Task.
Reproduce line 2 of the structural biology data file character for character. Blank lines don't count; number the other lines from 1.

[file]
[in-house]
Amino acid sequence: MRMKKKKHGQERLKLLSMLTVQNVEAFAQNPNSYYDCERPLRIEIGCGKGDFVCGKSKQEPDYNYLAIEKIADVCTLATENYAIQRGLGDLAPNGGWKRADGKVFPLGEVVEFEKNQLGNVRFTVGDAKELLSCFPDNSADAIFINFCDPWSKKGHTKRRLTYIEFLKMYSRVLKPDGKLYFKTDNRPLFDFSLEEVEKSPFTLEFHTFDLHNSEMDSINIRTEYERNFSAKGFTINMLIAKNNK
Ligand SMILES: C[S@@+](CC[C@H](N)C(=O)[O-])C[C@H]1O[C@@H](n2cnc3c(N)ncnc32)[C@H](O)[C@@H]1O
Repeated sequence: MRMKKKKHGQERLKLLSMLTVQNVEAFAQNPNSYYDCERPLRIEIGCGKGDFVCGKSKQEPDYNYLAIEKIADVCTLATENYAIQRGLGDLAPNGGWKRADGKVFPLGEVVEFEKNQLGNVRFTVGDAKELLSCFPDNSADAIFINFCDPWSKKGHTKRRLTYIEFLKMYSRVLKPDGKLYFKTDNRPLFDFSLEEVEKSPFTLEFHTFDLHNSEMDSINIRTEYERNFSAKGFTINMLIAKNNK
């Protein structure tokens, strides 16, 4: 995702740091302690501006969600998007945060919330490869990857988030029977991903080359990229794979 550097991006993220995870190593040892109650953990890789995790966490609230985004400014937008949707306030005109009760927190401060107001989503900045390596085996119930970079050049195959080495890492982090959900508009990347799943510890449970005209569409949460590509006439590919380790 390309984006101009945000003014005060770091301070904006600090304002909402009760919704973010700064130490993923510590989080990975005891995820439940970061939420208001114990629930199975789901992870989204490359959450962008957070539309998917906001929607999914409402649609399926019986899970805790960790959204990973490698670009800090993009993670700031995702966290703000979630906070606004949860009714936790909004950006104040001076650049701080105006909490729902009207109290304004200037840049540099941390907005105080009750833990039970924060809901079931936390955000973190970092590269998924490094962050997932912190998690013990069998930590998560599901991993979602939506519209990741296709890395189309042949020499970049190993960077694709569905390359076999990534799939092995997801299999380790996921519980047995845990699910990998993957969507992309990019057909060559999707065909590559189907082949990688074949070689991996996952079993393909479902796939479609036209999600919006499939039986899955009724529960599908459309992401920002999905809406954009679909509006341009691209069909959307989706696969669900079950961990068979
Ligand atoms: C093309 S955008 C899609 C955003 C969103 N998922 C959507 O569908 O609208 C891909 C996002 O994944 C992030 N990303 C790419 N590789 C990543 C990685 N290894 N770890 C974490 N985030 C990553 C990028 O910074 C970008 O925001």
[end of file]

Amino acid sequence: MRMKKKKHGQERLKLLSMLTVQNVEAFAQNPNSYYDCERPLRIEIGCGKGDFVCGKSKQEPDYNYLAIEKIADVCTLATENYAIQRGLGDLAPNGGWKRADGKVFPLGEVVEFEKNQLGNVRFTVGDAKELLSCFPDNSADAIFINFCDPWSKKGHTKRRLTYIEFLKMYSRVLKPDGKLYFKTDNRPLFDFSLEEVEKSPFTLEFHTFDLHNSEMDSINIRTEYERNFSAKGFTINMLIAKNNK